The children then had Bible lessons (some in the Gazebo), walks in the forest and singing. Craft time followed a second breakfast for the campers who chose between making necklaces with crosses, making foam designs and other crafts. Lunch and a rest period were followed by a snack and then some free time which meant playing Frisbee and soccer with the Americans. The late afternoon game was a scavenger type treasure hunt designed to introduce the children to the camp by getting them to find the answers to a list of questions, resulting in mayhem with children racing through the building counting rooms and asking Americans (in English only) about their favorite color or how many children they had. Nancy and I sat on the balcony and when we were found there was a short exchange of confused language and then a shout over the wall for someone with better English skills to come quickly.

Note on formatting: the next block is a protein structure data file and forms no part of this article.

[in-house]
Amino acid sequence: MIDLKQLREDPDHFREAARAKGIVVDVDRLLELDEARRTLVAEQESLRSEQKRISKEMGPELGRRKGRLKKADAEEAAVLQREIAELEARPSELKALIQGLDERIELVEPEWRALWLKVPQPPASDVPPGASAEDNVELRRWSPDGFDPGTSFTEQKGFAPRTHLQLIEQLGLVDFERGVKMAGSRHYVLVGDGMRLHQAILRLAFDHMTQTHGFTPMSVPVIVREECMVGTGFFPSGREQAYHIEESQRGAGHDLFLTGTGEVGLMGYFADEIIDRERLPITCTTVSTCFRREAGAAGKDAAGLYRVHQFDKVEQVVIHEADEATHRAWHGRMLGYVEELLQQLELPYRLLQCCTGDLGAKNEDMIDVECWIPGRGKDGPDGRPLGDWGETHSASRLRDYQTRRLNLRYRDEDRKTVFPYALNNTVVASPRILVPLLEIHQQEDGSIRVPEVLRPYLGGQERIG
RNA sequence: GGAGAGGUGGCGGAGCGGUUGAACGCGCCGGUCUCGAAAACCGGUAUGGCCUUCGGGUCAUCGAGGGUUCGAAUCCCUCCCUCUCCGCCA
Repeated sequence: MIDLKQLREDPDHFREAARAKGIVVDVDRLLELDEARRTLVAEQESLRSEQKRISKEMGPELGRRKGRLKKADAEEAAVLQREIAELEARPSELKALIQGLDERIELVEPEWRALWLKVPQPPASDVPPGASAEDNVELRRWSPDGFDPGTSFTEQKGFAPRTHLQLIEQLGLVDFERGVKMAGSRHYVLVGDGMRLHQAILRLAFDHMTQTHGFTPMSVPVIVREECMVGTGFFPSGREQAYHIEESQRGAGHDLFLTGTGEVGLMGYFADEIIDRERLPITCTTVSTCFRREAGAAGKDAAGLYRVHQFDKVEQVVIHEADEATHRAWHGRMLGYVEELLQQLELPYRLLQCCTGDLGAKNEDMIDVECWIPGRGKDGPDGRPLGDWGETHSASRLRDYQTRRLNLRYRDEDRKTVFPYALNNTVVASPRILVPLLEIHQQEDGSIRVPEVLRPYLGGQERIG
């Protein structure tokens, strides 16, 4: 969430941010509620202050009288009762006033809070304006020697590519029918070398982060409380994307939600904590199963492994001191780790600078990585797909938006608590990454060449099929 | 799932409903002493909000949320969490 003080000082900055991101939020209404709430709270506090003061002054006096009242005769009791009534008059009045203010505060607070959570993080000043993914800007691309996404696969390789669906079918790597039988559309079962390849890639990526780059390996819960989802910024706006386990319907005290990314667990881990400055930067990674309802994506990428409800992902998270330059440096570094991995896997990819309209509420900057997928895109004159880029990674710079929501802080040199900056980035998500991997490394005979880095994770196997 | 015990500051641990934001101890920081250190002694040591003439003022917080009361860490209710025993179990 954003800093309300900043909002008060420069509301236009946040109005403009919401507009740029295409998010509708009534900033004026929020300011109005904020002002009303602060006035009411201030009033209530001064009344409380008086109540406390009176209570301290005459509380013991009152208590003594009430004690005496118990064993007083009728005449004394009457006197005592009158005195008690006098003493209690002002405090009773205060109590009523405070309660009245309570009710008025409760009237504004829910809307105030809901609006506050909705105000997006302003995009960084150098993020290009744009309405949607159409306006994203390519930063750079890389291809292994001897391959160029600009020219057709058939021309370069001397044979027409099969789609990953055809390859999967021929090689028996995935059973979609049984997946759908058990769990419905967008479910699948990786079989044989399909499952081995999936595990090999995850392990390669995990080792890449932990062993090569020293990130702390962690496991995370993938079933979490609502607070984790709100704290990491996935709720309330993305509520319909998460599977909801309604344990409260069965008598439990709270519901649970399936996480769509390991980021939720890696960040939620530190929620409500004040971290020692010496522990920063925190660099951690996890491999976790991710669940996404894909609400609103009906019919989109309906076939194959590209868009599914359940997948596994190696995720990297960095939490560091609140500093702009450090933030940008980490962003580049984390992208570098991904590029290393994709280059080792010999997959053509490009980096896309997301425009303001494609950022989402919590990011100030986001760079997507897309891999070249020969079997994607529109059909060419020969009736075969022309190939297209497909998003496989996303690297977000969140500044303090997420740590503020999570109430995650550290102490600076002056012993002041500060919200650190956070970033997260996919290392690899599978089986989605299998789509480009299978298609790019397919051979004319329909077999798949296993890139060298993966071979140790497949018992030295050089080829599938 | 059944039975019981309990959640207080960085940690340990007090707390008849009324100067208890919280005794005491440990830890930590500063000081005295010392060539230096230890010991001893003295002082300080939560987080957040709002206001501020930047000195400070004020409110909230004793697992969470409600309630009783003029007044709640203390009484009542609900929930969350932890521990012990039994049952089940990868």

During all this, a stack of lumber was delivered and Victor, Leonid, Sergei and 
few others built ten benches for outdoor seating. After dinner everyone assembled outside on those benches for the closing assembly of Bible stories, skits, songs and prayers. Again, this was followed by a snack, reading of fairy tales and then finally off to bed at about 11:00 p.m. This really can’t be described as “lights out” because twilight wasn’t until 11:30 p.m. and the moon was still very full. 

Wednesday June 26 - Written by Nancy McLean is our last day at Rodnik. This trip has been very different than the one we planned. Olya, Victor's daughter, is leading the camp, so she has been very busy but has shown herself to be a very capable and imaginative leader. We have spent all our time at the camp, except for Sunday worship and a few excursions. Today the children, 47 boys and girls aged 8 to 13 are settling into the routine and loving their time together. The day for campers starts at 8:30 a.m. with music (always on, except for rest time), exercise, then breakfast. breakfast, there is time to greet us with hugs as we sit outside on the benches completed yesterday afternoon. Many of the children are studying English, so we are able to communicate a lot, but hugs need no translation. Today is also "inside/out" day, which means I am wearing my shirt inside out, but the wild hairdo is optional.